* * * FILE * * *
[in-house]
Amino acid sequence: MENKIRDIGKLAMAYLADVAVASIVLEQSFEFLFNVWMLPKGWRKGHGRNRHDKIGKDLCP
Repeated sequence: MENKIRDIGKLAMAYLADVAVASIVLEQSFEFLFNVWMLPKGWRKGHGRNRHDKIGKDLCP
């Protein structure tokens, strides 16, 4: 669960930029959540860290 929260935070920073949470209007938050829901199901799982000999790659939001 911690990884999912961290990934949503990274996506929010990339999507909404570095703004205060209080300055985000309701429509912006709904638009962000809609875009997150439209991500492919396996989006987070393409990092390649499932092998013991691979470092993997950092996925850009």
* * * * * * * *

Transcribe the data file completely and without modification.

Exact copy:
[in-house]
Amino acid sequence: MENKIRDIGKLAMAYLADVAVASIVLEQSFEFLFNVWMLPKGWRKGHGRNRHDKIGKDLCP
Repeated sequence: MENKIRDIGKLAMAYLADVAVASIVLEQSFEFLFNVWMLPKGWRKGHGRNRHDKIGKDLCP
């Protein structure tokens, strides 16, 4: 669960930029959540860290 929260935070920073949470209007938050829901199901799982000999790659939001 911690990884999912961290990934949503990274996506929010990339999507909404570095703004205060209080300055985000309701429509912006709904638009962000809609875009997150439209991500492919396996989006987070393409990092390649499932092998013991691979470092993997950092996925850009």